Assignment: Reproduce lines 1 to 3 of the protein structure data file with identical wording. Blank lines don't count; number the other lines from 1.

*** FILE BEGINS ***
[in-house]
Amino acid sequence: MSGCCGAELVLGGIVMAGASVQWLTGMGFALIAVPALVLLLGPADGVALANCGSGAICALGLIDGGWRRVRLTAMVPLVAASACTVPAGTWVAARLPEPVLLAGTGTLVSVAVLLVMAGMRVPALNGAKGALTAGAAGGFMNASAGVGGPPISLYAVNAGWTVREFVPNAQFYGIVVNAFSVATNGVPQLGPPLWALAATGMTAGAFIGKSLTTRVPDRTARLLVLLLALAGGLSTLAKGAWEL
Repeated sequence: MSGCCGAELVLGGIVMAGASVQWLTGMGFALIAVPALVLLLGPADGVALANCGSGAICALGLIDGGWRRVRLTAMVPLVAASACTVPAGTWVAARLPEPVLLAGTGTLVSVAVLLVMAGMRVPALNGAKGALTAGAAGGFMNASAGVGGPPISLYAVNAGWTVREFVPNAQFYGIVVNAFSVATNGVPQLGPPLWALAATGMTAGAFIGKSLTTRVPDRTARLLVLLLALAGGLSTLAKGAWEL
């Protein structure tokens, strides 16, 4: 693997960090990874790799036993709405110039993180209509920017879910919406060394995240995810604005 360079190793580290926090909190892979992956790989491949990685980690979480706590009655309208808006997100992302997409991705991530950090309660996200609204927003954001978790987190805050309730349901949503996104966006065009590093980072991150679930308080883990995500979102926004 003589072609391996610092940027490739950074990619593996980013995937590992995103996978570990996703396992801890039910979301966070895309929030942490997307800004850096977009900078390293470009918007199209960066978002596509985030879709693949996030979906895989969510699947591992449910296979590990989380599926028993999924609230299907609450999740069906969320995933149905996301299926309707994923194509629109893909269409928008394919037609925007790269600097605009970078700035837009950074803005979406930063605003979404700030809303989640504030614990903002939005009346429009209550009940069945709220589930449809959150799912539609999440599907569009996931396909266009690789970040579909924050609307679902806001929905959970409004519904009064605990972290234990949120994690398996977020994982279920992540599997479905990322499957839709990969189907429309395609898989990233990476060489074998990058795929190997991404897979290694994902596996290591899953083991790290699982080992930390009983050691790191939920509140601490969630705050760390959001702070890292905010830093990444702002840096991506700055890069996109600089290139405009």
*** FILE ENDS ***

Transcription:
[in-house]
Amino acid sequence: MSGCCGAELVLGGIVMAGASVQWLTGMGFALIAVPALVLLLGPADGVALANCGSGAICALGLIDGGWRRVRLTAMVPLVAASACTVPAGTWVAARLPEPVLLAGTGTLVSVAVLLVMAGMRVPALNGAKGALTAGAAGGFMNASAGVGGPPISLYAVNAGWTVREFVPNAQFYGIVVNAFSVATNGVPQLGPPLWALAATGMTAGAFIGKSLTTRVPDRTARLLVLLLALAGGLSTLAKGAWEL
Repeated sequence: MSGCCGAELVLGGIVMAGASVQWLTGMGFALIAVPALVLLLGPADGVALANCGSGAICALGLIDGGWRRVRLTAMVPLVAASACTVPAGTWVAARLPEPVLLAGTGTLVSVAVLLVMAGMRVPALNGAKGALTAGAAGGFMNASAGVGGPPISLYAVNAGWTVREFVPNAQFYGIVVNAFSVATNGVPQLGPPLWALAATGMTAGAFIGKSLTTRVPDRTARLLVLLLALAGGLSTLAKGAWEL